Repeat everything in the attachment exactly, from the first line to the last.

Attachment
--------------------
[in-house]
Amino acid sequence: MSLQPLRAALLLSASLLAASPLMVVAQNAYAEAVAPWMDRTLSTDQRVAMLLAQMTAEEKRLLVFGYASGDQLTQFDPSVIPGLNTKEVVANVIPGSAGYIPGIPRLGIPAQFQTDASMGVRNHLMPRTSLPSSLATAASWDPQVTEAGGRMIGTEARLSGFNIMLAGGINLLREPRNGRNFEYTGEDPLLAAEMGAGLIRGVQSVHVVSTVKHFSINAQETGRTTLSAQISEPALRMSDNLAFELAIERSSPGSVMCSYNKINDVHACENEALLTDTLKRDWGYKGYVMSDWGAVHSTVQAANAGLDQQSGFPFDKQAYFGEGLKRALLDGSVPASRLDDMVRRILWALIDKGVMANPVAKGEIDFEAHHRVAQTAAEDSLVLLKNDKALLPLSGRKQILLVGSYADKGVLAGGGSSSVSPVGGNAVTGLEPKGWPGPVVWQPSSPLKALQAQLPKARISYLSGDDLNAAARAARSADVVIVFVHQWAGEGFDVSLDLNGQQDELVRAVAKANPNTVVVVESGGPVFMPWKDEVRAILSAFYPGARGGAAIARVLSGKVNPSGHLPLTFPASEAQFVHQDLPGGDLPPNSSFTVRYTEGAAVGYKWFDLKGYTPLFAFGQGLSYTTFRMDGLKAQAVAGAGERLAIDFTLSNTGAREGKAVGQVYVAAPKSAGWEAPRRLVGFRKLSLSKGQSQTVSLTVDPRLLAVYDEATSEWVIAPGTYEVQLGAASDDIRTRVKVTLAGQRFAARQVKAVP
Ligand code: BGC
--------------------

[in-house]
Amino acid sequence: MSLQPLRAALLLSASLLAASPLMVVAQNAYAEAVAPWMDRTLSTDQRVAMLLAQMTAEEKRLLVFGYASGDQLTQFDPSVIPGLNTKEVVANVIPGSAGYIPGIPRLGIPAQFQTDASMGVRNHLMPRTSLPSSLATAASWDPQVTEAGGRMIGTEARLSGFNIMLAGGINLLREPRNGRNFEYTGEDPLLAAEMGAGLIRGVQSVHVVSTVKHFSINAQETGRTTLSAQISEPALRMSDNLAFELAIERSSPGSVMCSYNKINDVHACENEALLTDTLKRDWGYKGYVMSDWGAVHSTVQAANAGLDQQSGFPFDKQAYFGEGLKRALLDGSVPASRLDDMVRRILWALIDKGVMANPVAKGEIDFEAHHRVAQTAAEDSLVLLKNDKALLPLSGRKQILLVGSYADKGVLAGGGSSSVSPVGGNAVTGLEPKGWPGPVVWQPSSPLKALQAQLPKARISYLSGDDLNAAARAARSADVVIVFVHQWAGEGFDVSLDLNGQQDELVRAVAKANPNTVVVVESGGPVFMPWKDEVRAILSAFYPGARGGAAIARVLSGKVNPSGHLPLTFPASEAQFVHQDLPGGDLPPNSSFTVRYTEGAAVGYKWFDLKGYTPLFAFGQGLSYTTFRMDGLKAQAVAGAGERLAIDFTLSNTGAREGKAVGQVYVAAPKSAGWEAPRRLVGFRKLSLSKGQSQTVSLTVDPRLLAVYDEATSEWVIAPGTYEVQLGAASDDIRTRVKVTLAGQRFAARQVKAVP
Ligand code: BGC